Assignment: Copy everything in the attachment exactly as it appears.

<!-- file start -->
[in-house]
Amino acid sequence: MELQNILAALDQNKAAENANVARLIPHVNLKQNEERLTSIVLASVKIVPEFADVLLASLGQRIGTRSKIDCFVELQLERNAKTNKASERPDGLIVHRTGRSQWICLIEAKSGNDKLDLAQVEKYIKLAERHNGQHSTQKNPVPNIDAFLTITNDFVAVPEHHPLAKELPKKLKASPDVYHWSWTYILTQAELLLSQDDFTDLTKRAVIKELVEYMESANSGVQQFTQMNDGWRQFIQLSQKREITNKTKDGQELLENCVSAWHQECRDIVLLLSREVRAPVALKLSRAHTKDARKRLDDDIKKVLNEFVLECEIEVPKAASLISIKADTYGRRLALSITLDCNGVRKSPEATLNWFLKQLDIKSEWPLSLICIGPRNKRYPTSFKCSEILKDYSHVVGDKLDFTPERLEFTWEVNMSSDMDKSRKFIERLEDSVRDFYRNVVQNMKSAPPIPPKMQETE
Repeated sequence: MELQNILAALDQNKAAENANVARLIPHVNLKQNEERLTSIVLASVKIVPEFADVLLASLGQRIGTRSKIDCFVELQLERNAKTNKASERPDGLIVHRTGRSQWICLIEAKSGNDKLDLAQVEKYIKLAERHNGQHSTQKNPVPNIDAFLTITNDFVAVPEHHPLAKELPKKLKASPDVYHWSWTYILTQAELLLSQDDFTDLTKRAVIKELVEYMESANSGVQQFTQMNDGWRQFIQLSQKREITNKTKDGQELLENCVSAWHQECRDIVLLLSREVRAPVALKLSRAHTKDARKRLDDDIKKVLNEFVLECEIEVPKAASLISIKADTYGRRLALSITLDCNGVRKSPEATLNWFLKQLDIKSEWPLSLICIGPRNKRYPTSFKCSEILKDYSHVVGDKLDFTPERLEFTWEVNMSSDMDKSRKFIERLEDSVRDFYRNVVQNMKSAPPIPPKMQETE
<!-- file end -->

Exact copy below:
[in-house]
Amino acid sequence: MELQNILAALDQNKAAENANVARLIPHVNLKQNEERLTSIVLASVKIVPEFADVLLASLGQRIGTRSKIDCFVELQLERNAKTNKASERPDGLIVHRTGRSQWICLIEAKSGNDKLDLAQVEKYIKLAERHNGQHSTQKNPVPNIDAFLTITNDFVAVPEHHPLAKELPKKLKASPDVYHWSWTYILTQAELLLSQDDFTDLTKRAVIKELVEYMESANSGVQQFTQMNDGWRQFIQLSQKREITNKTKDGQELLENCVSAWHQECRDIVLLLSREVRAPVALKLSRAHTKDARKRLDDDIKKVLNEFVLECEIEVPKAASLISIKADTYGRRLALSITLDCNGVRKSPEATLNWFLKQLDIKSEWPLSLICIGPRNKRYPTSFKCSEILKDYSHVVGDKLDFTPERLEFTWEVNMSSDMDKSRKFIERLEDSVRDFYRNVVQNMKSAPPIPPKMQETE
Repeated sequence: MELQNILAALDQNKAAENANVARLIPHVNLKQNEERLTSIVLASVKIVPEFADVLLASLGQRIGTRSKIDCFVELQLERNAKTNKASERPDGLIVHRTGRSQWICLIEAKSGNDKLDLAQVEKYIKLAERHNGQHSTQKNPVPNIDAFLTITNDFVAVPEHHPLAKELPKKLKASPDVYHWSWTYILTQAELLLSQDDFTDLTKRAVIKELVEYMESANSGVQQFTQMNDGWRQFIQLSQKREITNKTKDGQELLENCVSAWHQECRDIVLLLSREVRAPVALKLSRAHTKDARKRLDDDIKKVLNEFVLECEIEVPKAASLISIKADTYGRRLALSITLDCNGVRKSPEATLNWFLKQLDIKSEWPLSLICIGPRNKRYPTSFKCSEILKDYSHVVGDKLDFTPERLEFTWEVNMSSDMDKSRKFIERLEDSVRDFYRNVVQNMKSAPPIPPKMQETE